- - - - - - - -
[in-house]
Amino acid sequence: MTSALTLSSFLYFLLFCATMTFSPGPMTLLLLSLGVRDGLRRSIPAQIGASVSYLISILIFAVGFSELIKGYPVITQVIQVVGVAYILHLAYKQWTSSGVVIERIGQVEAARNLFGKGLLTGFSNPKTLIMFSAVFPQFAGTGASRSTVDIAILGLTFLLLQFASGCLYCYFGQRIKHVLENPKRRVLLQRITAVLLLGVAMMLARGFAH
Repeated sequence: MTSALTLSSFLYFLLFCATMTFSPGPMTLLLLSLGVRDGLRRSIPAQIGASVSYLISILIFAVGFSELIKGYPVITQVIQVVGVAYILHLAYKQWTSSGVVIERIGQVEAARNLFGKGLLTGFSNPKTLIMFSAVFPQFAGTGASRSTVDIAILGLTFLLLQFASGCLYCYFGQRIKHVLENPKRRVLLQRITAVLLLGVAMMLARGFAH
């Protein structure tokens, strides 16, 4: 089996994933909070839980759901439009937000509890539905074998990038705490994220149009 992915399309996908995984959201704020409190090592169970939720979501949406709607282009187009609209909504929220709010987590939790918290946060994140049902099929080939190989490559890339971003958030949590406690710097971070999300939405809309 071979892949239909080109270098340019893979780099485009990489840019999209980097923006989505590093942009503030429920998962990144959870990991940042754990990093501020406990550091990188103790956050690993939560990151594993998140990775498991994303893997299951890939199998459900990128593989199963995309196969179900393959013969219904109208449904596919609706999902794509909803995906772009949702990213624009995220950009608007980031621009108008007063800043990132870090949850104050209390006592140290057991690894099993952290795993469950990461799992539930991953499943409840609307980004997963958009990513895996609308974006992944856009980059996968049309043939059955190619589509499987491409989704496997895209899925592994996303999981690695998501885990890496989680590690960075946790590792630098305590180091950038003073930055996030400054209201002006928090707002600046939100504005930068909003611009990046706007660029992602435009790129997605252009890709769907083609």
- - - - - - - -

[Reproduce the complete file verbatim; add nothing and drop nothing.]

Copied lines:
[in-house]
Amino acid sequence: MTSALTLSSFLYFLLFCATMTFSPGPMTLLLLSLGVRDGLRRSIPAQIGASVSYLISILIFAVGFSELIKGYPVITQVIQVVGVAYILHLAYKQWTSSGVVIERIGQVEAARNLFGKGLLTGFSNPKTLIMFSAVFPQFAGTGASRSTVDIAILGLTFLLLQFASGCLYCYFGQRIKHVLENPKRRVLLQRITAVLLLGVAMMLARGFAH
Repeated sequence: MTSALTLSSFLYFLLFCATMTFSPGPMTLLLLSLGVRDGLRRSIPAQIGASVSYLISILIFAVGFSELIKGYPVITQVIQVVGVAYILHLAYKQWTSSGVVIERIGQVEAARNLFGKGLLTGFSNPKTLIMFSAVFPQFAGTGASRSTVDIAILGLTFLLLQFASGCLYCYFGQRIKHVLENPKRRVLLQRITAVLLLGVAMMLARGFAH
């Protein structure tokens, strides 16, 4: 089996994933909070839980759901439009937000509890539905074998990038705490994220149009 992915399309996908995984959201704020409190090592169970939720979501949406709607282009187009609209909504929220709010987590939790918290946060994140049902099929080939190989490559890339971003958030949590406690710097971070999300939405809309 071979892949239909080109270098340019893979780099485009990489840019999209980097923006989505590093942009503030429920998962990144959870990991940042754990990093501020406990550091990188103790956050690993939560990151594993998140990775498991994303893997299951890939199998459900990128593989199963995309196969179900393959013969219904109208449904596919609706999902794509909803995906772009949702990213624009995220950009608007980031621009108008007063800043990132870090949850104050209390006592140290057991690894099993952290795993469950990461799992539930991953499943409840609307980004997963958009990513895996609308974006992944856009980059996968049309043939059955190619589509499987491409989704496997895209899925592994996303999981690695998501885990890496989680590690960075946790590792630098305590180091950038003073930055996030400054209201002006928090707002600046939100504005930068909003611009990046706007660029992602435009790129997605252009890709769907083609």